Currently only PDF’s are previewed through the viewer but plans are already underway to extend this to support other media files.
Delivering a scalable solution
The previous site was getting around 80,000 visitors a month, and had thousands of pages so this was a large site to begin. Ou solution needed to account for the growth plans of the client (i.e. delivering a system that could be easily managed and facilitate the new content) whilst also supporting the increased traffic and keeping the site quick to load. To do this we needed to embrace the latest tech and tools available to us to deliver a responsive site that would provide us with the foundations for future development. We knew from the outset that we’d be building the system on CakePHP which is a leading rapid development framework. Well formed code wasn’t enough though, so we embraced the cloud technologies at Amazon to deliver the site on a load balanced hosting platform. A complex caching system was devised to keep request times down and that cache is synchronized across all servers in the cluster. All amazing tech we will write more about but that’s just the start…
Delivering content around the world
The site carries a great deal of media that is accessed by users across the world, so it seemed only sensible to build the CMS on a Content Delivery Network (CDN). When a user publishes media from within the CMS, the system pushes a copy of that file to the CDN. The website when listing media, uses the CDN version of the file, allowing the visitor to download the file from a web server in their region (rather than having to transfer that data all the way from the UK). Essentially the CDN means that there are copies of the media on servers across the world and when a user wants the file, Amazon will allow them to download it from the location closest to them to allow the file to download quickly. We’ve also embraced the CDN’s access control via the CMS to allow certain documents to only be available for download when a visitor is logged in – very slick. Needless to say any images and files used by the sites core code are all delivered via the same CDN to ensure load times are kept snappy.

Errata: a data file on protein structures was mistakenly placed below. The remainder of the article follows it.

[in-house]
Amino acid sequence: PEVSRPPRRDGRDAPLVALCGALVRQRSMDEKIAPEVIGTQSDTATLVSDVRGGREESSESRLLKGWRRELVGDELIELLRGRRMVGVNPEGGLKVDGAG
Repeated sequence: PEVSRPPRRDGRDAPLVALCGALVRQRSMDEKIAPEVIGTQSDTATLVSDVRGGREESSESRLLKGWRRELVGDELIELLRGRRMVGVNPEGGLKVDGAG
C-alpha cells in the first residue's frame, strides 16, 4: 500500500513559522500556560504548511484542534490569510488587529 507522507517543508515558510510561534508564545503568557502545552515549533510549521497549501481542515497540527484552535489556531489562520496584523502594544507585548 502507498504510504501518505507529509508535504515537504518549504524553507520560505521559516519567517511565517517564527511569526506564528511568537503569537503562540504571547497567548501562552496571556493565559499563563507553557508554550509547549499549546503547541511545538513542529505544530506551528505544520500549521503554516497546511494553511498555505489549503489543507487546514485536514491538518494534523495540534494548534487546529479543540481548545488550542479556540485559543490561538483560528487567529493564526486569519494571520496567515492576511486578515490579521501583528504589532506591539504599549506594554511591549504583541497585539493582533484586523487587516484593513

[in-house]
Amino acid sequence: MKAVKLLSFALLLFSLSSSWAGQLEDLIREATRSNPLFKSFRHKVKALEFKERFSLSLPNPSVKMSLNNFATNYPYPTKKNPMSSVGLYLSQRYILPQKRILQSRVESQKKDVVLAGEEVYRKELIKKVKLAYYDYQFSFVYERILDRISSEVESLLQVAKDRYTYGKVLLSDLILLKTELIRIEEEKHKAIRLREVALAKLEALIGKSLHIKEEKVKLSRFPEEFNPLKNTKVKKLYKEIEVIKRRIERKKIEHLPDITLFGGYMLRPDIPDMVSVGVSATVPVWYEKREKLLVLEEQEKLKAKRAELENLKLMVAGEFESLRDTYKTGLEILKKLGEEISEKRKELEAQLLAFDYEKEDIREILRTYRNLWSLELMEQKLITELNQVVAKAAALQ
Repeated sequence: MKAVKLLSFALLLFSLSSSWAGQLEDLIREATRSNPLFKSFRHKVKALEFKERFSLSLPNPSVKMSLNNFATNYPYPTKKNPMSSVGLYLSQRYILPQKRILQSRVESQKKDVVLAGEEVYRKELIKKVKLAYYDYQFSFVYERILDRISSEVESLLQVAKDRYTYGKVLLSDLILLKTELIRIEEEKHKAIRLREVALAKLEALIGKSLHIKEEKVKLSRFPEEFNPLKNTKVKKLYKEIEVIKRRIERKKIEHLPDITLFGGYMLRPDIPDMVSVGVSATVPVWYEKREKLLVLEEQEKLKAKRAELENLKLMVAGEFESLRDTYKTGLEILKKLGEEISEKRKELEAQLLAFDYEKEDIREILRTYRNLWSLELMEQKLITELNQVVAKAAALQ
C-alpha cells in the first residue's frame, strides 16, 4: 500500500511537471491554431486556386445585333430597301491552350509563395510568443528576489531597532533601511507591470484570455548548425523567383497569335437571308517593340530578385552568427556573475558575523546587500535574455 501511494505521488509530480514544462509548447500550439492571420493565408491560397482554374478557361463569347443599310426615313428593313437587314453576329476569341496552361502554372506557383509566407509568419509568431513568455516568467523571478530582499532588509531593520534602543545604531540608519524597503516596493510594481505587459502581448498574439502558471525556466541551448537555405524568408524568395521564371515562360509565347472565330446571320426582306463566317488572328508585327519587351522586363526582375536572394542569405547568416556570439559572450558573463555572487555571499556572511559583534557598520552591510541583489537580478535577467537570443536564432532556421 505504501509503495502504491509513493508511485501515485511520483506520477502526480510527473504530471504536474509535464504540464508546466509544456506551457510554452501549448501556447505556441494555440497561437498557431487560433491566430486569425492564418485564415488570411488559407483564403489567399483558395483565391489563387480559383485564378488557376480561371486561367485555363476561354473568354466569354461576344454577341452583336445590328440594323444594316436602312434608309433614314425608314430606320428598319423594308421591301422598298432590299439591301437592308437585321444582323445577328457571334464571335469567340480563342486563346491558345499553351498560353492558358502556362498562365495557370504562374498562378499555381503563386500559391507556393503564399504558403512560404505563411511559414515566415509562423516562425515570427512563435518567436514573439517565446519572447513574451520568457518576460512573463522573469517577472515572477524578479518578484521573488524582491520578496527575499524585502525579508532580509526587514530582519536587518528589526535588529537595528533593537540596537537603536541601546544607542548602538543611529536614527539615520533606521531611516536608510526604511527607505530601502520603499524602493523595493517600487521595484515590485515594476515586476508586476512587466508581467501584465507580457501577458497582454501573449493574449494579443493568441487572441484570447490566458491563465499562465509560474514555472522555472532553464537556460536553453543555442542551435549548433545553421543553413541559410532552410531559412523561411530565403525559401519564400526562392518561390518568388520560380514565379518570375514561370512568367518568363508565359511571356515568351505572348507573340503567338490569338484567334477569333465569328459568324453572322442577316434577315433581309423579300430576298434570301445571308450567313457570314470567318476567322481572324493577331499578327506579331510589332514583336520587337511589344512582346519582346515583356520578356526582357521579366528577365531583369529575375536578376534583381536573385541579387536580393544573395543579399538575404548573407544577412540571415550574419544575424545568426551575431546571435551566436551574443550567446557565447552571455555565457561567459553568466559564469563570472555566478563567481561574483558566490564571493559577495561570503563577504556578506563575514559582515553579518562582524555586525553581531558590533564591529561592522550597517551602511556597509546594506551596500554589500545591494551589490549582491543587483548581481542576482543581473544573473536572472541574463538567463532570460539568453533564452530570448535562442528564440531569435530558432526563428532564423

Creating little workers to bear the load
There’s so much going on behind the scenes of the CMS that we want to create a window into the world of “little helpers” so users can see everything that gets carried out to ensure the site is blazing. The principle behind developing a process queue, was that we did want administrators having to wait while for the CMS to finish doing all it needs to do when a page is published. So from the users perspective they click a button and see a response – job done. But behind the scense the CMS’s little workers busy away to:
- Create the necessary thumbnail images (used on the listings) for the content
- Add the content information to the search index
- Push any associated media to the Content Delivery Network (CDN)
- Convert any associated media to the format required for the sites document viewer
Migrating from old to new
What’s a shinny new site with all these great features if there’s no content? Probably one of the largest and most difficult tasks of the project was to import the existing content from the old site to the new site as well as import all the documents and carry across existing user accounts. To give you some idea of the scale, here are some approximate figures:
- 4,500+ web pages
- 3,500+ documents (PDF’s, word documents etc)
- 64,000+ user accounts
The process wasn’t without it’s glitches, cleaning the old data and preparing it in a format for the new system was quite time consuming. Remember we were moving from a traditional CMS that had allowed users to create content in HTML, to a new system that wanted to remove that dependancy from content and reformat content to XML. We also needed to ensure that old content would be presented in the new layouts, so we devised an import system that allowed the administrators to pick an old page and convert it into a new page. This would involve selecting the one of the new templates available and assigning old content to the various parts of the new page. Let’s not forget the sheer time to process the all the physical documents and ensure they were all uploaded and synchronized with the CDN correctly. We were even able to recreate the user accounts on the new CMS without having to reset any of their credentials, so they were all able to login with their details without any potential blockers to them accepting the new system.
Check out the site for yourself: http://practicalaction.org